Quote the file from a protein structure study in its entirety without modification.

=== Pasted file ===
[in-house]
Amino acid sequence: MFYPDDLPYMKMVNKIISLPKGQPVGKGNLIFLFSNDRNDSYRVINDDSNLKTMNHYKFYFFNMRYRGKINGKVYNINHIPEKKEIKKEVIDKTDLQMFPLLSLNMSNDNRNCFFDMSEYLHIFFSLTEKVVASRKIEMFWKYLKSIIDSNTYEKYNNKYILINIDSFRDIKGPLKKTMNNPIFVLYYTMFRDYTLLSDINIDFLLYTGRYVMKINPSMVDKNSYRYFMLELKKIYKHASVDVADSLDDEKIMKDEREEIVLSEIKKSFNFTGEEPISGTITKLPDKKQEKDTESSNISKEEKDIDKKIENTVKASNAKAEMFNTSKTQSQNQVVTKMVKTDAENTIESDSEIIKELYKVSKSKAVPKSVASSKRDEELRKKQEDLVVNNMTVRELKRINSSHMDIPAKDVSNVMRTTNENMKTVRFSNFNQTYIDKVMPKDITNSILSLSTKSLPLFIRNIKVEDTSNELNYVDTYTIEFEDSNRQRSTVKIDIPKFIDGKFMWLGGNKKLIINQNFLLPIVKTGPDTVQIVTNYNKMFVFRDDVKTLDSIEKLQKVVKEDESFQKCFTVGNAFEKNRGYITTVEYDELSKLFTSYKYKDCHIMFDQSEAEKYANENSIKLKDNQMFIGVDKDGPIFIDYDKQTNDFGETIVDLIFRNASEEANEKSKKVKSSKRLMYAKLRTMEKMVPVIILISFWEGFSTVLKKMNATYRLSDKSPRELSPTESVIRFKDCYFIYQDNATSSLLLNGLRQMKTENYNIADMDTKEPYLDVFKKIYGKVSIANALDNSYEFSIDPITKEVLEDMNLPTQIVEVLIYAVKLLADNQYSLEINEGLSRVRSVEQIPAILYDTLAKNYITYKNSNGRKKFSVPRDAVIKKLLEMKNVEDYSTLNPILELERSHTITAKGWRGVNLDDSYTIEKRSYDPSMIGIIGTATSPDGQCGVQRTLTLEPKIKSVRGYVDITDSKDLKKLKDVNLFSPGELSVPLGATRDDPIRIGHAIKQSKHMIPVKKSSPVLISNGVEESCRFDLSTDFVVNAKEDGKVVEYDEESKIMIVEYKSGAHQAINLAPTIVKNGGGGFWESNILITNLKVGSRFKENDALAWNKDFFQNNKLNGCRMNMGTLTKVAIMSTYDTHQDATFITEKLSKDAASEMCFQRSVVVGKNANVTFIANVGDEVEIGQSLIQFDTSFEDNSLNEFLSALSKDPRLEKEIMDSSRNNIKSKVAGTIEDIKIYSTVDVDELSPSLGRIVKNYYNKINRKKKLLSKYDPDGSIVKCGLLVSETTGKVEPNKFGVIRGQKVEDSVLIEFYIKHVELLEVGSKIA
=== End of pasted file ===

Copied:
[in-house]
Amino acid sequence: MFYPDDLPYMKMVNKIISLPKGQPVGKGNLIFLFSNDRNDSYRVINDDSNLKTMNHYKFYFFNMRYRGKINGKVYNINHIPEKKEIKKEVIDKTDLQMFPLLSLNMSNDNRNCFFDMSEYLHIFFSLTEKVVASRKIEMFWKYLKSIIDSNTYEKYNNKYILINIDSFRDIKGPLKKTMNNPIFVLYYTMFRDYTLLSDINIDFLLYTGRYVMKINPSMVDKNSYRYFMLELKKIYKHASVDVADSLDDEKIMKDEREEIVLSEIKKSFNFTGEEPISGTITKLPDKKQEKDTESSNISKEEKDIDKKIENTVKASNAKAEMFNTSKTQSQNQVVTKMVKTDAENTIESDSEIIKELYKVSKSKAVPKSVASSKRDEELRKKQEDLVVNNMTVRELKRINSSHMDIPAKDVSNVMRTTNENMKTVRFSNFNQTYIDKVMPKDITNSILSLSTKSLPLFIRNIKVEDTSNELNYVDTYTIEFEDSNRQRSTVKIDIPKFIDGKFMWLGGNKKLIINQNFLLPIVKTGPDTVQIVTNYNKMFVFRDDVKTLDSIEKLQKVVKEDESFQKCFTVGNAFEKNRGYITTVEYDELSKLFTSYKYKDCHIMFDQSEAEKYANENSIKLKDNQMFIGVDKDGPIFIDYDKQTNDFGETIVDLIFRNASEEANEKSKKVKSSKRLMYAKLRTMEKMVPVIILISFWEGFSTVLKKMNATYRLSDKSPRELSPTESVIRFKDCYFIYQDNATSSLLLNGLRQMKTENYNIADMDTKEPYLDVFKKIYGKVSIANALDNSYEFSIDPITKEVLEDMNLPTQIVEVLIYAVKLLADNQYSLEINEGLSRVRSVEQIPAILYDTLAKNYITYKNSNGRKKFSVPRDAVIKKLLEMKNVEDYSTLNPILELERSHTITAKGWRGVNLDDSYTIEKRSYDPSMIGIIGTATSPDGQCGVQRTLTLEPKIKSVRGYVDITDSKDLKKLKDVNLFSPGELSVPLGATRDDPIRIGHAIKQSKHMIPVKKSSPVLISNGVEESCRFDLSTDFVVNAKEDGKVVEYDEESKIMIVEYKSGAHQAINLAPTIVKNGGGGFWESNILITNLKVGSRFKENDALAWNKDFFQNNKLNGCRMNMGTLTKVAIMSTYDTHQDATFITEKLSKDAASEMCFQRSVVVGKNANVTFIANVGDEVEIGQSLIQFDTSFEDNSLNEFLSALSKDPRLEKEIMDSSRNNIKSKVAGTIEDIKIYSTVDVDELSPSLGRIVKNYYNKINRKKKLLSKYDPDGSIVKCGLLVSETTGKVEPNKFGVIRGQKVEDSVLIEFYIKHVELLEVGSKIA